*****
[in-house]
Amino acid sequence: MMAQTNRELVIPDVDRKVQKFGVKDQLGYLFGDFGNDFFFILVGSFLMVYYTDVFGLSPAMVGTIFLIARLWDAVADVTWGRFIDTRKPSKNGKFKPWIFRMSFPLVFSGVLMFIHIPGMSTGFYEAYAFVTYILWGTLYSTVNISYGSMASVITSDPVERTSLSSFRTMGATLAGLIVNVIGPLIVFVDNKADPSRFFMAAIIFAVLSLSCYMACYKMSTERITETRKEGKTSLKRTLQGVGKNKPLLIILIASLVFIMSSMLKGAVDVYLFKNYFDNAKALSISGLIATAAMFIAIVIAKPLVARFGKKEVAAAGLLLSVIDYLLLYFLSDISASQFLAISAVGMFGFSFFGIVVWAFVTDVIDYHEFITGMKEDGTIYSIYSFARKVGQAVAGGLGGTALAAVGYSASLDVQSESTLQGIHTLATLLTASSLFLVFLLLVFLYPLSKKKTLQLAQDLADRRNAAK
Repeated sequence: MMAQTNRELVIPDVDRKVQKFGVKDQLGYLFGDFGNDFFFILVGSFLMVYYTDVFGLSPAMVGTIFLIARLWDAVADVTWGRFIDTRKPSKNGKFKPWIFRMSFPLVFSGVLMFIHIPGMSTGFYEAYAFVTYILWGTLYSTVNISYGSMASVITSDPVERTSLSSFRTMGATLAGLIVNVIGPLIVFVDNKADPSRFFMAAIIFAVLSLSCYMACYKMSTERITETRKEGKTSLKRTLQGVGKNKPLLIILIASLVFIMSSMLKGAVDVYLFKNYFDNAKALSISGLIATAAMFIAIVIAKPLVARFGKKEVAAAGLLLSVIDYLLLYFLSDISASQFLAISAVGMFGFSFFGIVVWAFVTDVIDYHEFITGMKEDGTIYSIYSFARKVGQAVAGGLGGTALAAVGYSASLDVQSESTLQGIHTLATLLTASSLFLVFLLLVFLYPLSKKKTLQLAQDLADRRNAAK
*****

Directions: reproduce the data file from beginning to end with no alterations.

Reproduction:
[in-house]
Amino acid sequence: MMAQTNRELVIPDVDRKVQKFGVKDQLGYLFGDFGNDFFFILVGSFLMVYYTDVFGLSPAMVGTIFLIARLWDAVADVTWGRFIDTRKPSKNGKFKPWIFRMSFPLVFSGVLMFIHIPGMSTGFYEAYAFVTYILWGTLYSTVNISYGSMASVITSDPVERTSLSSFRTMGATLAGLIVNVIGPLIVFVDNKADPSRFFMAAIIFAVLSLSCYMACYKMSTERITETRKEGKTSLKRTLQGVGKNKPLLIILIASLVFIMSSMLKGAVDVYLFKNYFDNAKALSISGLIATAAMFIAIVIAKPLVARFGKKEVAAAGLLLSVIDYLLLYFLSDISASQFLAISAVGMFGFSFFGIVVWAFVTDVIDYHEFITGMKEDGTIYSIYSFARKVGQAVAGGLGGTALAAVGYSASLDVQSESTLQGIHTLATLLTASSLFLVFLLLVFLYPLSKKKTLQLAQDLADRRNAAK
Repeated sequence: MMAQTNRELVIPDVDRKVQKFGVKDQLGYLFGDFGNDFFFILVGSFLMVYYTDVFGLSPAMVGTIFLIARLWDAVADVTWGRFIDTRKPSKNGKFKPWIFRMSFPLVFSGVLMFIHIPGMSTGFYEAYAFVTYILWGTLYSTVNISYGSMASVITSDPVERTSLSSFRTMGATLAGLIVNVIGPLIVFVDNKADPSRFFMAAIIFAVLSLSCYMACYKMSTERITETRKEGKTSLKRTLQGVGKNKPLLIILIASLVFIMSSMLKGAVDVYLFKNYFDNAKALSISGLIATAAMFIAIVIAKPLVARFGKKEVAAAGLLLSVIDYLLLYFLSDISASQFLAISAVGMFGFSFFGIVVWAFVTDVIDYHEFITGMKEDGTIYSIYSFARKVGQAVAGGLGGTALAAVGYSASLDVQSESTLQGIHTLATLLTASSLFLVFLLLVFLYPLSKKKTLQLAQDLADRRNAAK